A year before he took over, a computer consultancy, CSL, a subsidiary of the Chartered Institute of Public Finance and Accountancy, had been commissioned to consider the privatisation of information systems in Wessex. There was no competitive tendering for this contract. CSL was then asked to do the groundwork for a tender for the privatisation. The secret report shows that the Regional Treasurer warned that clear conflicts of interest should prohibit CSL from tendering itself. He was overruled.

An invitation for tender was issued and four firms responded. CFM, a joint venture between CSL and another consultancy, Midsummer Computing, was awarded the contract. CFM set up a subsidiary called Wessex Information Systems (WIS) to service it. The final contract was signed a month after Sir Robin's arrival at Wessex in 1988.

It is an extraordinary document: the authority undertook to pay for the formation costs of WIS and to guarantee a profit of 15 per cent. This worked out, according to the report, to about pounds 350,000 a year. The sub-contractors were also permitted to set their own fees.

Under a subsidiary agreement, Wessex undertook to pay for 104 staff - the number theoretically employed in their in-house computer rooms. But there were only 60 staff who left for the private company. Despite this, Wessex was billed for 104. The authority said that they were prepared to pay for the staff to ensure them a 'soft landing' into the private sector.

The health authority had no control over the contract, or any way of checking that it was getting value for money. The contract was vigorously criticised by the Department of Health which warned in a confidential letter to a senior manager at Wessex that the contract 'left the WRHA potentially open to serious criticism over its handling and control of public monies'.

In September 1989, Sir Robin was given a report in which it was stated that the WIS agreement should be revised to include better controls; that there should be a proper tender and that RISP itself should be reconsidered. Shortly afterwards, he wrote to Philip Sellers, chairman of CFM, proposing to renegotiate terms.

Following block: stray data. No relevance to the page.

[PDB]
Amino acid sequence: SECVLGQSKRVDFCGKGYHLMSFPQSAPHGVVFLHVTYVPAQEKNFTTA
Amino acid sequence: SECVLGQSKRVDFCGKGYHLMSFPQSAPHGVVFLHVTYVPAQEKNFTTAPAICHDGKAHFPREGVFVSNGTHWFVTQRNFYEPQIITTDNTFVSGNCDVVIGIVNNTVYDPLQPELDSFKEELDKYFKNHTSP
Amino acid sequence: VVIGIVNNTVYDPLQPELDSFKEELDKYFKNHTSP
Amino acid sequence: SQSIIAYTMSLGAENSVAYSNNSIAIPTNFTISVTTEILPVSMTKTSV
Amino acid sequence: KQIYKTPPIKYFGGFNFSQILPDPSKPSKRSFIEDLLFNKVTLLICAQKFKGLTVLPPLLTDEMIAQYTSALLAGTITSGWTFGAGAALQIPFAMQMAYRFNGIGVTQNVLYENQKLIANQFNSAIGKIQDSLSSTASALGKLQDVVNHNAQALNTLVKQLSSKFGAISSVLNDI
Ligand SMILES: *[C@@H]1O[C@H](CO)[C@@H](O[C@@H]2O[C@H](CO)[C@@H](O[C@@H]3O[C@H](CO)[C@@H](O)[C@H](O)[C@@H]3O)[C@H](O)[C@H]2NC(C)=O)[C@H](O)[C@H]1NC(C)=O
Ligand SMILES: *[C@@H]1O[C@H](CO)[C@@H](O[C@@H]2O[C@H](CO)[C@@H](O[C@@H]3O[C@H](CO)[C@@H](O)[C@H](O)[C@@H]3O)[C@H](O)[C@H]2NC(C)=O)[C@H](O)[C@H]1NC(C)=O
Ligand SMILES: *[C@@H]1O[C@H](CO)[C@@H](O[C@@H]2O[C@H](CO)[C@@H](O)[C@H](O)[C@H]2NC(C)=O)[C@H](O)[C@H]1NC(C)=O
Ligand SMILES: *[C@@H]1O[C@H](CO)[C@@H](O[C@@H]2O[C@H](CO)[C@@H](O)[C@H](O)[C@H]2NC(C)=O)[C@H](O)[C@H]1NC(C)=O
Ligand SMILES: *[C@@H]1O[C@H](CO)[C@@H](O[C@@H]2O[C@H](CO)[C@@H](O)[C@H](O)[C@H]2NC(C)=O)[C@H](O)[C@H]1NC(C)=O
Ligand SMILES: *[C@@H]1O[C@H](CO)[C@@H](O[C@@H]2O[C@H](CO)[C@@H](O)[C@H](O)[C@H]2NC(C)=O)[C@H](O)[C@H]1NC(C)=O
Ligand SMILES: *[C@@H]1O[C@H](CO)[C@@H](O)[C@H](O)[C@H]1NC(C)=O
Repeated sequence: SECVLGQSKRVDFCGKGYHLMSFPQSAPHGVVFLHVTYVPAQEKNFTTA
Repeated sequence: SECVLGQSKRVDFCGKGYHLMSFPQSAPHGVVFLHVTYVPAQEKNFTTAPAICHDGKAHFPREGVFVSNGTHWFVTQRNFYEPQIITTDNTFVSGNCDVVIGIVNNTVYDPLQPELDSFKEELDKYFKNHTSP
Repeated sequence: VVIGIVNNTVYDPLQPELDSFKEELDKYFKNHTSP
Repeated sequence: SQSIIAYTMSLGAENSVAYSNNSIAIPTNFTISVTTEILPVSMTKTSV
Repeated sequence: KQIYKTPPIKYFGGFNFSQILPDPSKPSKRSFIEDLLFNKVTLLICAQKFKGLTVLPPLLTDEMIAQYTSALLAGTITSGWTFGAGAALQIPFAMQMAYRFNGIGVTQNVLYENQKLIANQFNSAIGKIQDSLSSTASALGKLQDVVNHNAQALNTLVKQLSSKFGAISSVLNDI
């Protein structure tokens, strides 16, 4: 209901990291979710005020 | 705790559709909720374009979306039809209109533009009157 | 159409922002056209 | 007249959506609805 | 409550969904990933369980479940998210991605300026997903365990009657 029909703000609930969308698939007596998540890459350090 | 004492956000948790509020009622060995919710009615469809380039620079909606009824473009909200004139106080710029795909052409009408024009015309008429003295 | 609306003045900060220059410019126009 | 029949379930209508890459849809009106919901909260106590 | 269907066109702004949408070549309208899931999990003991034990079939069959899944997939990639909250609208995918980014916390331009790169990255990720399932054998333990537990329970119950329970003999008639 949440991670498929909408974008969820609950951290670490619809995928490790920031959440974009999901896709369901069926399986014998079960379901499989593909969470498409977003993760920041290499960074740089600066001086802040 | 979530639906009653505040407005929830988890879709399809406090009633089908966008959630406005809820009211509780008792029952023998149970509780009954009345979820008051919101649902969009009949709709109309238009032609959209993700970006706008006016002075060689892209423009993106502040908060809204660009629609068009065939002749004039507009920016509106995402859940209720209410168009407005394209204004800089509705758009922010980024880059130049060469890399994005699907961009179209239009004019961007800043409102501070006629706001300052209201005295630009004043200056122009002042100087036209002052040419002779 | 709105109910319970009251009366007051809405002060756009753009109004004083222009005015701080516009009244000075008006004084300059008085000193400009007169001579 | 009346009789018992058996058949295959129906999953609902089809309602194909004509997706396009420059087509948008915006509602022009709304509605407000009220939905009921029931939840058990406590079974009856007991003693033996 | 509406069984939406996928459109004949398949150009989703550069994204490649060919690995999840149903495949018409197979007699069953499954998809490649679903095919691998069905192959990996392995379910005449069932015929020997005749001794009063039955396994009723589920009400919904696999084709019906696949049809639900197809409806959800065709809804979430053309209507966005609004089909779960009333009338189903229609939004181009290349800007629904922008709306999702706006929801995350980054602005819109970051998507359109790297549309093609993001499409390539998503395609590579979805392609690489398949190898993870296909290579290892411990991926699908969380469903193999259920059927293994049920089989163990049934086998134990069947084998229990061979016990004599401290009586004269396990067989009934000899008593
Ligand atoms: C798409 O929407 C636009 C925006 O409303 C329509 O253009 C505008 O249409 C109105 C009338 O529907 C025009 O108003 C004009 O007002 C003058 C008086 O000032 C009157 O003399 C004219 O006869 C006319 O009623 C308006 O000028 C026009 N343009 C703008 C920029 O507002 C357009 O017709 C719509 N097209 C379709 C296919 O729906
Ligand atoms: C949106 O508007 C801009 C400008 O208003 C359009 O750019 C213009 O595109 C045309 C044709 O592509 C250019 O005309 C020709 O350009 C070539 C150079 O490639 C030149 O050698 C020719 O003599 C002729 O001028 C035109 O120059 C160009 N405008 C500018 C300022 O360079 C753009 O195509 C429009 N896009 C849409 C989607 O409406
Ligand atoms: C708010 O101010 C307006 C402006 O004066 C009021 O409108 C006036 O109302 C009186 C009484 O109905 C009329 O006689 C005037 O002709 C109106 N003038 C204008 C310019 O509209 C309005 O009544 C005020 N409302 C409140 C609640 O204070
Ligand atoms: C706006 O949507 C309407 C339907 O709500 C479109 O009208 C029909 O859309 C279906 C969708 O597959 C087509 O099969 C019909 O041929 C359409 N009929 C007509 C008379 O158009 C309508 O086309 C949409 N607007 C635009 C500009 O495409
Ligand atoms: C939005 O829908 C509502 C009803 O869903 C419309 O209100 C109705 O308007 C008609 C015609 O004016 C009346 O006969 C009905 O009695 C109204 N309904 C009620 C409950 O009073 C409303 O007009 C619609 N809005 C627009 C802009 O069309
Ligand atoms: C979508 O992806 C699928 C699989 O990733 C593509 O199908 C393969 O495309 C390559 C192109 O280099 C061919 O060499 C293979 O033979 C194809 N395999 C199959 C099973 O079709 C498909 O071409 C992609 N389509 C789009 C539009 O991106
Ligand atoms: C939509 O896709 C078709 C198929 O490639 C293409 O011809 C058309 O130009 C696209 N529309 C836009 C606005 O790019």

By this time, Mr da Costa says that WIS was in no doubt that RISP was in trouble. But it took no steps to alert the authority despite the commitment in its contract to offer impartial consultancy on the implementation of RISP in the best interests of the health authority.

Sir Robin knew that RISP was short of cash. Our investigation revealed that he approached Mr Sellers to solicit a loan for a 'couple of million' to implement RISP in Bath. Most of the nine district health authorities had already rejected the scheme as too expensive and unnecessary. Bath was willing but it did not have enough money. Sir Robin admitted last week that he personally sought permission for the loan from the Treasury, which deemed the project in breach of conventional funding guidelines and refused to allow it. By October 1989, only three of the districts were still interested. The notion of regional integration was finished but Wessex continued to pour money into it. Senior managers knew that RISP was unrealistic and was too expensive for the authority's budget.

Nobody in the health authority had any accurate idea of how much WIS had already spent. On 14 September 1989, according to the da Costa report, the Regional General Manager, who reported directly to Sir Robin, wrote to the Regional Treasurer saying the head of the RISP project 'found it quite impossible to know what his financial position was. . .' Shortly after Christmas 1989, an invoice arrived at the health authority from WIS for pounds 28,000. Items included a christmas tree and lights as well as a shower - for employees who went jogging at lunchtime - and a bill for towels. An accountant blocked payment.